But progress is happening on the agricultural front with hemp for fiber being cultivated in the USA.
Back in the late 80s my friendly fabric supplier, Lawrence Serbin, came upon some intriguing information: the human brain and body hosts the endocannabinoid system. A complex network of receptors, the system effects our appetite and mood, as well as our sense of pain and wellbeing. Lawrence went on to write his thesis on the system with the idea of entering medical school.
My friendly supplier Lawrence Serbin is pioneering the move to a resurgent hemp industry in the US.
But Lawrence's awareness and appreciation for the non-psychoactive form of cannabis — hemp — was soon sparked, derailing plans for a future in medicine. His resolve to become involved in the essentially non-existent hemp industry grew out of an encounter with a group of cannabis enthusiasts, including the celebrated hemp advocate, Jack Herer. I should say at this juncture (as Lawrence does) that he’s the world’s least likely stoner and positively responds to tags like “hemp nerd.”
Lawrence's encounter as he describes it in this interview with Global Hemp, is like something out of a Cheech and Chong movie, and isn’t to be missed! You can fast forward to around the seven-minute mark, but hemp nerds may want to see the whole interview. Acknowledging he might have caught a buzz in the smoke-filled room in which the encounter took place, he experienced what he terms a eureka moment. He was going to get in the hemp business and get rich quick! Needless to say, things didn’t quite pan out that way.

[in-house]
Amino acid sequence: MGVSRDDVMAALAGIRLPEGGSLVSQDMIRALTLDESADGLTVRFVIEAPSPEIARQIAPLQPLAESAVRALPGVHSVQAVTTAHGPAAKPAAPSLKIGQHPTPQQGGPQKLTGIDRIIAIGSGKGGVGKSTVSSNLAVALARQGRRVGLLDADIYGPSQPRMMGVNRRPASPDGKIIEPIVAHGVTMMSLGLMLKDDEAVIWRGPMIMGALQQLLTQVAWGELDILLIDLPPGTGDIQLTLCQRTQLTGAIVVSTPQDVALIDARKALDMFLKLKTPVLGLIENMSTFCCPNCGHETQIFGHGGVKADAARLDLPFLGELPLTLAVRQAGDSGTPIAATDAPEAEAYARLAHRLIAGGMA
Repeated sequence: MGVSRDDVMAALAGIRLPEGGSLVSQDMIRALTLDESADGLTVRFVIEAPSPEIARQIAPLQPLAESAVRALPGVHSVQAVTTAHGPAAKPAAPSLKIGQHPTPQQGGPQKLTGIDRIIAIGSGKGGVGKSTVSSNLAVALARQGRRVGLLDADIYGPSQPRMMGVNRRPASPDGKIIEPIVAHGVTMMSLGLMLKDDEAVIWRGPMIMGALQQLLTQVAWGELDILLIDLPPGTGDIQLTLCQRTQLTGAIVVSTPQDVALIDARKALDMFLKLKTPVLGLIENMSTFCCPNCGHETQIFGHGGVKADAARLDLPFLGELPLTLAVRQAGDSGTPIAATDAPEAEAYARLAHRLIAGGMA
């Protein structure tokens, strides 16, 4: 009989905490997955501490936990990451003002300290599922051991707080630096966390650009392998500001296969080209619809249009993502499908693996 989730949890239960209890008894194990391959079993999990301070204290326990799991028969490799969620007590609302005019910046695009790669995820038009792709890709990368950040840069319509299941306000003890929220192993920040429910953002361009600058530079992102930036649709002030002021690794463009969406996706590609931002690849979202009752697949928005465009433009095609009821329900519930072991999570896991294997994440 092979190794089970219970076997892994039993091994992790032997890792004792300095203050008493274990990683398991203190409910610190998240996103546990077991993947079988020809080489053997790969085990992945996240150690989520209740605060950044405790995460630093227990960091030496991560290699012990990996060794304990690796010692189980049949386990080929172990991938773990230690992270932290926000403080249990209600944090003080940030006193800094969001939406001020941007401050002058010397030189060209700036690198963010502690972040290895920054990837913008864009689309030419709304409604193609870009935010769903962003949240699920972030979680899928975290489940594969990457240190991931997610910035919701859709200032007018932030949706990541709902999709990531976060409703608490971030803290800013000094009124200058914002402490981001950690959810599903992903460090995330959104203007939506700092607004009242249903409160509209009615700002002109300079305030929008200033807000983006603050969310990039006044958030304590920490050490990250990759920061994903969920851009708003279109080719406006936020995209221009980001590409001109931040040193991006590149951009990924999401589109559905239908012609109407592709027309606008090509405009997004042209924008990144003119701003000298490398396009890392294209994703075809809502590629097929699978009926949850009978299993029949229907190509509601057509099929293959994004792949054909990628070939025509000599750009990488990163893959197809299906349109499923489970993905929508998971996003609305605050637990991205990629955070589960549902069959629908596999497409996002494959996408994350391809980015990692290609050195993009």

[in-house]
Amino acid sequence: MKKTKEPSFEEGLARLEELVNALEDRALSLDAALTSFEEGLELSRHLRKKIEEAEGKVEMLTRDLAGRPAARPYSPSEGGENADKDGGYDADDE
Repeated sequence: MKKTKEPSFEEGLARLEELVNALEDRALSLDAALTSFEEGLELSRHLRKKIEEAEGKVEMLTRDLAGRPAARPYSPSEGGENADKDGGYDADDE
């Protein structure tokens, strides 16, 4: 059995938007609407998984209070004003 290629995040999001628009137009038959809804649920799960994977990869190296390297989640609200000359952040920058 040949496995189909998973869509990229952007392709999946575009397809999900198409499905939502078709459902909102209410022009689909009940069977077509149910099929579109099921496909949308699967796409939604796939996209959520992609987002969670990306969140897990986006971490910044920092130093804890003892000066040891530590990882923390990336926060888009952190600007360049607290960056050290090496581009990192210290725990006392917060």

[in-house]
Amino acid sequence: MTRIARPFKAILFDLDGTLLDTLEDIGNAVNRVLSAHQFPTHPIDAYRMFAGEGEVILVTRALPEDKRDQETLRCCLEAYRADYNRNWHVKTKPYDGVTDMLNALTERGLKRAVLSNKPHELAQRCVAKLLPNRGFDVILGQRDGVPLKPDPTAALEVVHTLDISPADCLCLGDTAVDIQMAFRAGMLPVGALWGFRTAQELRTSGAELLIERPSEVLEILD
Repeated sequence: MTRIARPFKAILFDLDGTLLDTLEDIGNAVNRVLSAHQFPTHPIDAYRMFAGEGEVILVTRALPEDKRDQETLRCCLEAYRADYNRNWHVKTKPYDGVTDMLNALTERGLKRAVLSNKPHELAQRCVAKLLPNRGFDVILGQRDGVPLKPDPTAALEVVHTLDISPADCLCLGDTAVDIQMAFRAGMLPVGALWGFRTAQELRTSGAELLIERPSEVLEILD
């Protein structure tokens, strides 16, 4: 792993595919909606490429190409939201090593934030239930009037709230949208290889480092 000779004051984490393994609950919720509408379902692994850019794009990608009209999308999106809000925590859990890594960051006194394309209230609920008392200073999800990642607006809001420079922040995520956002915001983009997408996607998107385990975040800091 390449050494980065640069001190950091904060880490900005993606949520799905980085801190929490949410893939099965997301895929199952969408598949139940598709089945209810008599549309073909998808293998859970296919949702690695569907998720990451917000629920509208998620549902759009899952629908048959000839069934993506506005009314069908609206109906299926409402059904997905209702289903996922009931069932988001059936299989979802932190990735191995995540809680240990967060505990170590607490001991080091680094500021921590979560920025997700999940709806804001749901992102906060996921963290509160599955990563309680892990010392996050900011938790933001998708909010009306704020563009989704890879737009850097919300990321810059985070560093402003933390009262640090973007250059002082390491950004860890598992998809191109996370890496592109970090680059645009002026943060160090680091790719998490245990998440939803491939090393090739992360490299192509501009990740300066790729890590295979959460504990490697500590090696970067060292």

We can grow industrial hemp, but the processing piece is still missing
Beginning around the 40-minute mark of the above interview, Lawrence discusses the challenges still facing a hemp textile industry in the US. As he points out, the textile industry ship sailed decades ago when we dismantled America’s industry and began sourcing clothes made in the developing world. As Lawrence explains, we can definitely grow hemp for fiber in the US, especially in the many areas where it was grown for fiber in the past.
Lawrence Serbin stands among the towering hemp stalks in his California experimental crop.
Lawrence's recent experimental crops in California’s Central Valley have proven growing industrial hemp’s viability. The decortication process in which the fiber is separated from the hemp stalk isn’t especially challenging according to Lawrence. However, harvesting fiber that’s 99.9% free of vegetable matter and even dust is more challenging as are the processes of spinning and weaving or knitting the hemp into textiles. These steps will require big capital investments.
On the other hand, non-woven applications of industrial hemp such as manufacturing building materials and products such as automotive sound-deadening panels are a lot simpler to implement. But even these products require a steady supply of large quantities of hemp.
More about growing hemp:
In the meantime, the fabric Lawrence imports is transported by ship, which is not only the most economical way, but the most environmentally positive way to move the goods so far. He goes on to explain that shipping the fabric from China to his warehouse in the Los Angeles area actually costs less than shipping that same fabric via truck to San Francisco! It’s critical, he says, that we have processors located close to where hemp is grown for maximum efficiency.
It should be noted that ocean freight costs grew a staggering 400% in 2021, largely due to the pandemic. Prices are unlikely to drop back to pre-pandemic levels. This may give more incentive to the nascent industrial hemp industry in the US. Time will tell.
In the meanwhile I am grateful for having Lawrence as a supplier. He’s reliably kept the wheels of Sympatico turning for years and makes this process of running a micro business a far more rewarding experience.